Pezeshkian says diplomacy is the best path for sanctions relief and economic progress. By enlisting Zarif, he is sending a signal to the United States and the West, as well as to Iranians, about a possible change of course in Iranian foreign policy if he wins.

“When you think of Zarif, you think of dialogue with the United States,” said Hashem.

Dealing with the United States, and maybe even US President Donald Trump, looms over the election, said Vali Nasr, a professor at the Johns Hopkins University School of Advanced International Studies, in this week’s On the Middle East podcast with Amberin Zaman.

Iranians and many others in the region are already planning for a Trump win, said Nasr. A second Trump administration could mean a new push for maximum pressure or the art of the deal — or both. 

Iran’s potential for a nuclear weapons breakout remains a top priority for Washington no matter who wins the US presidential election on Nov. 5. Reports this week indicate that Iran has expanded production of highly enriched uranium production at two of its nuclear plants, shortening the timeline needed to roll out a nuclear weapon if it makes the decision to do so.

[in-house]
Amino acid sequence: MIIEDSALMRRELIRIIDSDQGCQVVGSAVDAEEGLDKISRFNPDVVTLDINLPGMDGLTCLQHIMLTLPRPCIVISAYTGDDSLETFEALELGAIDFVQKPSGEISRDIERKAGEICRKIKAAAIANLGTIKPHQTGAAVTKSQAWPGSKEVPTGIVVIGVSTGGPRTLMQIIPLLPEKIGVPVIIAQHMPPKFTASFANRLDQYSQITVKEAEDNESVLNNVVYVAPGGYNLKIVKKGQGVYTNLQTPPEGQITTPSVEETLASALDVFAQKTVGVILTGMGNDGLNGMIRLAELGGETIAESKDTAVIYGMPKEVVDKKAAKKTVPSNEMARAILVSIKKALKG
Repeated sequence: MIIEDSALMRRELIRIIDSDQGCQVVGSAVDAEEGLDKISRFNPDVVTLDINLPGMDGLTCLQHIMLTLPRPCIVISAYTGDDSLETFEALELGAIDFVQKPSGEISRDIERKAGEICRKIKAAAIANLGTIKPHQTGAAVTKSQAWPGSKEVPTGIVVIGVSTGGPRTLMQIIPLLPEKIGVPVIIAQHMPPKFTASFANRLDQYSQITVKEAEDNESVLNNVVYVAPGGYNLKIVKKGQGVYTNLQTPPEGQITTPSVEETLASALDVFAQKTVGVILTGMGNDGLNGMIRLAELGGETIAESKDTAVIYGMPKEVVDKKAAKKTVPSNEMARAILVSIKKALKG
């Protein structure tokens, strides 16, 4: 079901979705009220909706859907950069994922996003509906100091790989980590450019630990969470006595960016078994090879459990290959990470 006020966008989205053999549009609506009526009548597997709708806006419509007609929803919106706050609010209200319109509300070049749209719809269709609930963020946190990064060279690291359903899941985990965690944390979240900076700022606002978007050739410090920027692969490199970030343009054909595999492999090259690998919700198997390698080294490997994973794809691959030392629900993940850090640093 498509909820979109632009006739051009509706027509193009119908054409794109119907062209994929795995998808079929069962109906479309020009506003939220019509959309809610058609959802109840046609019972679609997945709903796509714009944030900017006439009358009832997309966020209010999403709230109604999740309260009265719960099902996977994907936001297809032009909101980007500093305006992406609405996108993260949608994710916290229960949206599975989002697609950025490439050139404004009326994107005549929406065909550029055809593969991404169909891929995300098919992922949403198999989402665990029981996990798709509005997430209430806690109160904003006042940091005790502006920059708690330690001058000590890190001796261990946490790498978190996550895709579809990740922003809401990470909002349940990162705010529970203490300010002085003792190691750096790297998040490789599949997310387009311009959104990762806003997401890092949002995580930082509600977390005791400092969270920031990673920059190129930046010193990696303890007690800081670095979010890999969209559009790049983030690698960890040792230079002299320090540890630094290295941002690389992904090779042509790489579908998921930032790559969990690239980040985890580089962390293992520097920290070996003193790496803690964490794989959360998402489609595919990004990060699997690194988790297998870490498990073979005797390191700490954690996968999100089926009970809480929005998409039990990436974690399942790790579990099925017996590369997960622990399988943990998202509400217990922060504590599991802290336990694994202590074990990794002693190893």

And, as Nasr points out, if Trump ends Russia’s war with Ukraine, as he has said he would do, this would be a game changer in global politics with consequences for Iran, which has deepened its military and economic ties with Russia since the war.

Reformists all in on Pezeshkian

The establishment and the hard-line Guardian Council, which vets candidates, may not have anticipated the possible impact of Zarif coming off the bench for Pezeshkian.

Pezeshkian, a low-key heart surgeon, was likely envisioned to slightly boost interest and turnout, not to rally the reformists and maybe split the conservative vote — a solid 20% or so of the electorate — among the other five candidates. 

“The council's recurrent purge of heavyweight moderate politicians has been interpreted as an attempt by the hard-line-controlled establishment to choreograph victory for its favored candidates,” wrote our correspondent from Tehran. “Critics have also argued that the move to allow only one reformist candidate (with limited charisma) to enter the race has been meant merely to lift voter participation following record-low turnouts in the past two.”